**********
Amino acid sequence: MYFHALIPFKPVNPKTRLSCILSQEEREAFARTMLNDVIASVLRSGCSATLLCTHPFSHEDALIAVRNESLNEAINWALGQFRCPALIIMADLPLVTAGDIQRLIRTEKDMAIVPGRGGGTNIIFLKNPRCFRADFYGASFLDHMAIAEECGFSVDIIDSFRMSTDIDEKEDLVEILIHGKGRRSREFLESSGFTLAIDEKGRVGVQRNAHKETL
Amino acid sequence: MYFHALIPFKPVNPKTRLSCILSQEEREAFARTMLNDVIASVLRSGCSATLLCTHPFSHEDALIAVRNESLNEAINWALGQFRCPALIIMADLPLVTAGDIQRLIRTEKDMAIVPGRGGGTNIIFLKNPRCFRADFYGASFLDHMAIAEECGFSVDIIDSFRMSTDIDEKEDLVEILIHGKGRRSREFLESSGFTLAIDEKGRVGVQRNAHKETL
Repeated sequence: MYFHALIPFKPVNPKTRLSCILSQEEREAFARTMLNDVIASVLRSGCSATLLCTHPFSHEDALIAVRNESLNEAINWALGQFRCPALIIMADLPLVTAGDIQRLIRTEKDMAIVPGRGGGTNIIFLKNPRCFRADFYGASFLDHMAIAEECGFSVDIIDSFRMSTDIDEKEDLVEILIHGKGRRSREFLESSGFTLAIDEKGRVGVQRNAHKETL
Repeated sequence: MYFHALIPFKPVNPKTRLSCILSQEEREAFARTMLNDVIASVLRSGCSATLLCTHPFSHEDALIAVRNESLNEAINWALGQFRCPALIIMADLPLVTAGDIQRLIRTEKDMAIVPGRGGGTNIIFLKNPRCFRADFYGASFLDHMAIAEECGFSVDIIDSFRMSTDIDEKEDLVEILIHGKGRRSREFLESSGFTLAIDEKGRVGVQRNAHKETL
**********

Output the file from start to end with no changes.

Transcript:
Amino acid sequence: MYFHALIPFKPVNPKTRLSCILSQEEREAFARTMLNDVIASVLRSGCSATLLCTHPFSHEDALIAVRNESLNEAINWALGQFRCPALIIMADLPLVTAGDIQRLIRTEKDMAIVPGRGGGTNIIFLKNPRCFRADFYGASFLDHMAIAEECGFSVDIIDSFRMSTDIDEKEDLVEILIHGKGRRSREFLESSGFTLAIDEKGRVGVQRNAHKETL
Amino acid sequence: MYFHALIPFKPVNPKTRLSCILSQEEREAFARTMLNDVIASVLRSGCSATLLCTHPFSHEDALIAVRNESLNEAINWALGQFRCPALIIMADLPLVTAGDIQRLIRTEKDMAIVPGRGGGTNIIFLKNPRCFRADFYGASFLDHMAIAEECGFSVDIIDSFRMSTDIDEKEDLVEILIHGKGRRSREFLESSGFTLAIDEKGRVGVQRNAHKETL
Repeated sequence: MYFHALIPFKPVNPKTRLSCILSQEEREAFARTMLNDVIASVLRSGCSATLLCTHPFSHEDALIAVRNESLNEAINWALGQFRCPALIIMADLPLVTAGDIQRLIRTEKDMAIVPGRGGGTNIIFLKNPRCFRADFYGASFLDHMAIAEECGFSVDIIDSFRMSTDIDEKEDLVEILIHGKGRRSREFLESSGFTLAIDEKGRVGVQRNAHKETL
Repeated sequence: MYFHALIPFKPVNPKTRLSCILSQEEREAFARTMLNDVIASVLRSGCSATLLCTHPFSHEDALIAVRNESLNEAINWALGQFRCPALIIMADLPLVTAGDIQRLIRTEKDMAIVPGRGGGTNIIFLKNPRCFRADFYGASFLDHMAIAEECGFSVDIIDSFRMSTDIDEKEDLVEILIHGKGRRSREFLESSGFTLAIDEKGRVGVQRNAHKETL